Smithfield Foods Inc. (NYSE:SFD), the world’s largest pork producer by sales volume, has agreed to be acquired by Shuanghui International Holdings, a privately owned meat processing company headquartered in China, for $7.1 billion including debt, valuing the company’s equity at $34 per share.  Although the deal still needs to receive shareholder and regulatory approvals, we believe it can have a significant impact on the North American meat industry as it will lead to higher pork prices in the U.S. Packaged meat companies like Hillshire Brands (NYSE:HSH) are expected to witness higher input costs and an improvement in volume market share in the long run as a result of this deal.
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What Drove The Deal?
The meat industry in China is facing issues such as:
- rapidly growing demand due to rising income levels of a huge population size,
- rising production costs due to livestock feed supply issues and shrinking available land due to industrialization, and
- quality concerns that keep surfacing in events such as the tainted milk scandal in 2008 and more recently, the illegal dumping of hogs in river water.
These problems formed the basis of Shuanghui International’s quest to acquire the North American meat producer. The Chinese company is looking to reduce supply uncertainties that come along with the scarcity of livestock feed in order to be able meet the rising demand at home. It also aims to reduce quality concerns at the same time by selling “American” meat to consumers in China.
Pork is the most popular meat in China as it forms more than three-fourths of total meat consumption in the country. The nation produced more than half the world’s total pork in 2012, while consumers spent around $183 billion consuming it. Moreover, demand for the meat is only increasing as disposable incomes of more than 1.3 billion people in China are rising. It is also reflected in per capita consumption of meat in China that has increased more than four times since 1980 to almost 60 kilograms annually.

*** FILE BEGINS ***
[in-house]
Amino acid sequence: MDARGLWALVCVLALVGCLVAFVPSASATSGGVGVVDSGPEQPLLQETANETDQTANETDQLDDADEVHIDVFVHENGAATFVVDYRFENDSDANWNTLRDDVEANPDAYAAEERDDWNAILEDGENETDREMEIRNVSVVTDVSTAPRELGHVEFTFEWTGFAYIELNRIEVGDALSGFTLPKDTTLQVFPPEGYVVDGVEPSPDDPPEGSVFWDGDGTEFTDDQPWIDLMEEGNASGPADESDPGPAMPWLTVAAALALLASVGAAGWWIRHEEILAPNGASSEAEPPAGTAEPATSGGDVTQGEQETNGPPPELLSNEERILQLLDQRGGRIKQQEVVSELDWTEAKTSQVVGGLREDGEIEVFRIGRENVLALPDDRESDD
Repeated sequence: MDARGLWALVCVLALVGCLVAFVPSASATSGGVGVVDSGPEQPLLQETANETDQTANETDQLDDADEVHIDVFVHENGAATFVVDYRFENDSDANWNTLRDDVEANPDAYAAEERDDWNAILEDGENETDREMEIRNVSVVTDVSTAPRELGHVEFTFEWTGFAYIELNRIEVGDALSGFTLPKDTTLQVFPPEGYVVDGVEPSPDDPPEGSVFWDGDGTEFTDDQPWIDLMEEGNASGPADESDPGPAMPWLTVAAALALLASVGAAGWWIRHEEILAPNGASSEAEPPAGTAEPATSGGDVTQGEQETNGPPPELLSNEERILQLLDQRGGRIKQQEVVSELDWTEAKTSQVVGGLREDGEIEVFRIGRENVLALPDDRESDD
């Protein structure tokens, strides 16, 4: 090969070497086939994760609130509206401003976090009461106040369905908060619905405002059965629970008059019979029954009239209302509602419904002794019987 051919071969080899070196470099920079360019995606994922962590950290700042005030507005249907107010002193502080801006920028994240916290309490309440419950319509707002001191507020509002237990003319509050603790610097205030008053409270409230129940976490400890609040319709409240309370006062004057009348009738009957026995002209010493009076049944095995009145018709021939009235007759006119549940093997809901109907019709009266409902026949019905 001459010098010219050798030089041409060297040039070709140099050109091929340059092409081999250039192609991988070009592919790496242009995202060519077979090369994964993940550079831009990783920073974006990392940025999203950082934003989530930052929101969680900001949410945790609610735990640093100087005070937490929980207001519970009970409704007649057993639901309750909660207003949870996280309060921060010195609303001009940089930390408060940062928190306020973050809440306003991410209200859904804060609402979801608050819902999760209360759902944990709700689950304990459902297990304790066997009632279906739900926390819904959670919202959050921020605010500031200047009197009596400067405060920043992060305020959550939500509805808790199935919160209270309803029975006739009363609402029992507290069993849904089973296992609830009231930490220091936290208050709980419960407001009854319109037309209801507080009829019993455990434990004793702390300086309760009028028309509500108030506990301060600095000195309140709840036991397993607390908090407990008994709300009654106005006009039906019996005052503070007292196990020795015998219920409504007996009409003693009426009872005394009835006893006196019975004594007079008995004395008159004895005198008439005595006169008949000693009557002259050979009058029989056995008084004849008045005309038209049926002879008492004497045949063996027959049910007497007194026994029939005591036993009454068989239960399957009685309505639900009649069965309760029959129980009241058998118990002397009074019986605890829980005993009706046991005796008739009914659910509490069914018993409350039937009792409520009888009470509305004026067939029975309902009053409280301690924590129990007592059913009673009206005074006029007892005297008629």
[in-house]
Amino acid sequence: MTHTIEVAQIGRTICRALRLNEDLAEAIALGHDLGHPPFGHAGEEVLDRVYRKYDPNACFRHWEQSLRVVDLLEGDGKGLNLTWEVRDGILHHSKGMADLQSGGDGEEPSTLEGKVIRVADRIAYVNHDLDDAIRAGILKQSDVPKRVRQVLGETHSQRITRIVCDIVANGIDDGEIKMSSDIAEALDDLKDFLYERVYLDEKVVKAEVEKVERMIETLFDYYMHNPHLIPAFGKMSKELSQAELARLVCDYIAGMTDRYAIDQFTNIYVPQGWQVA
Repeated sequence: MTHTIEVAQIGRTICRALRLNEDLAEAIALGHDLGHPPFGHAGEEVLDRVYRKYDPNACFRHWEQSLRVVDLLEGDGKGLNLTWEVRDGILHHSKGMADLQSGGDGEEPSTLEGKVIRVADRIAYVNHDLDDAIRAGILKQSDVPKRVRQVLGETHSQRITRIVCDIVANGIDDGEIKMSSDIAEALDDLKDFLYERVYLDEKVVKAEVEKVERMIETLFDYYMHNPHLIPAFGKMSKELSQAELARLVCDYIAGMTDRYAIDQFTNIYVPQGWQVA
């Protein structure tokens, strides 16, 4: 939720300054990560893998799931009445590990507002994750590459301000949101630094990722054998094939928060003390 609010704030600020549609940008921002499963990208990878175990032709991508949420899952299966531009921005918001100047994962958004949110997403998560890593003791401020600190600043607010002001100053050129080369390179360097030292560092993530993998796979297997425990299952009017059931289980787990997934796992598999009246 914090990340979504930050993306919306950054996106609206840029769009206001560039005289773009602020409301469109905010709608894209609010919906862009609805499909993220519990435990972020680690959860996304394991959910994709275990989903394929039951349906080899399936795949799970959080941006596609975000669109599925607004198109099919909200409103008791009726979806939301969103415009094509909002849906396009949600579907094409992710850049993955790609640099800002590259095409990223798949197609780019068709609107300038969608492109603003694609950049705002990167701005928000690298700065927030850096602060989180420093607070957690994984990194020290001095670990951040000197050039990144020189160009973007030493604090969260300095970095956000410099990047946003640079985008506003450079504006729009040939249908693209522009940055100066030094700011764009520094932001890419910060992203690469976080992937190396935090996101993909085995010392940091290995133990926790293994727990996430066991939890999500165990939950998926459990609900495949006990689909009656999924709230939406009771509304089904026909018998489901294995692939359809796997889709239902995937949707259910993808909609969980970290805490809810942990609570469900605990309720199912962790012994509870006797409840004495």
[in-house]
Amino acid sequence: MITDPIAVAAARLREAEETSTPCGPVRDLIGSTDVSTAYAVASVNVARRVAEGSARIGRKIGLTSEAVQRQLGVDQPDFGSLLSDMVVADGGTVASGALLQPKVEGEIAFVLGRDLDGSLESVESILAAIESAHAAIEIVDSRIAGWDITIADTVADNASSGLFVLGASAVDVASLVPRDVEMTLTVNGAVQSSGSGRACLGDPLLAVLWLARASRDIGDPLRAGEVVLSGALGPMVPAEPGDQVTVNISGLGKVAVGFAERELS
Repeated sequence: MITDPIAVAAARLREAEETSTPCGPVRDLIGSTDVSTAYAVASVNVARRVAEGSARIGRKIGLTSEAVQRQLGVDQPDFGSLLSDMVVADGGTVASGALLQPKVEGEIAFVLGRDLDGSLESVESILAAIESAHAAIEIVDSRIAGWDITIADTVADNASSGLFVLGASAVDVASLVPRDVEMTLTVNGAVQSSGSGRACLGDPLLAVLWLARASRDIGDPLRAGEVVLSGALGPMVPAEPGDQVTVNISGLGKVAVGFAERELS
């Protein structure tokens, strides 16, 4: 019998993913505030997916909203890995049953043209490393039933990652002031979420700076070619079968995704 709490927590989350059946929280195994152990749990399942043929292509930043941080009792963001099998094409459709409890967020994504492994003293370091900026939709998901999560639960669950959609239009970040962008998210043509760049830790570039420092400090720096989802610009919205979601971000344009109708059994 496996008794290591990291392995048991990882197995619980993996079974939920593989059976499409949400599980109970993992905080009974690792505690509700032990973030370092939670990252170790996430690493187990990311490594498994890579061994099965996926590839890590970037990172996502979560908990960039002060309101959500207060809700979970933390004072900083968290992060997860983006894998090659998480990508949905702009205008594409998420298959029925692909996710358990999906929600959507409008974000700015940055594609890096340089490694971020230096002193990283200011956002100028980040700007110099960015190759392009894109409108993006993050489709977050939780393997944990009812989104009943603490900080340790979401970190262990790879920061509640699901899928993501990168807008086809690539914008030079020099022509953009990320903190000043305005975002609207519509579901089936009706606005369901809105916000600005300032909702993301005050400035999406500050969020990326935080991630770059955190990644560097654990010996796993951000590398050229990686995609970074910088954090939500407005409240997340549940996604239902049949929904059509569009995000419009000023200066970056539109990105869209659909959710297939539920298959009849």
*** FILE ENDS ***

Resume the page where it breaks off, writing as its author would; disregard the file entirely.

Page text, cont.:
On the other hand, the availability of arable land is declining rapidly in China due to industrialization, which is limiting the supply of crops used as feed for livestock. Imported feed costs more and has led to higher costs of meat production in China than in the U.S. During 2012, China imported around 60% of the world’s total soybean produced, primarily to feed pigs. 
What Does It Mean For the U.S. Packaged Meat Industry?
The deal is subject to Smithfield Foods’ shareholder approval and approval from the Congressional Committee on Foreign Investment in the U.S. However, if the deal goes through, it will imply higher meat exports from the U.S. This will lead to higher domestic prices and an increase in costs for packaged meat companies such as Hillshire Brands. This was also reflected in hog futures on the Chicago Mercantile Exchange (CME) that spiked to a two-year high on Monday, June 10. Smithfield is a vertically integrated meat player which also sells packaged meat products along with maintaining livestock farms. With an increased focus on pork export to China once the company is acquired, it will also reduce competition in the domestic packaged meat market. While the extent of the rise in input costs transferred to consumers will depend on the pricing power of each brand, the volume market share for domestic players is expected to grow in the long run.
We currently have $37 price estimate for Hillshire Brands which is around 10% above the current market price. We expect the company’s retail market share by revenues in the U.S. packaged meats market to rise to around 3.5% over the forecast period. The market share increase will primarily be driven by the growing brand strength due to increased marketing. Apart from Smithfield Foods, the company competes with other players like Tyson Foods (NYSE:TSN), Kraft Foods Group (NASDAQ:KRFT) and Hormel Foods Corporation (NYSE:HRL) in the U.S. food market.Notes: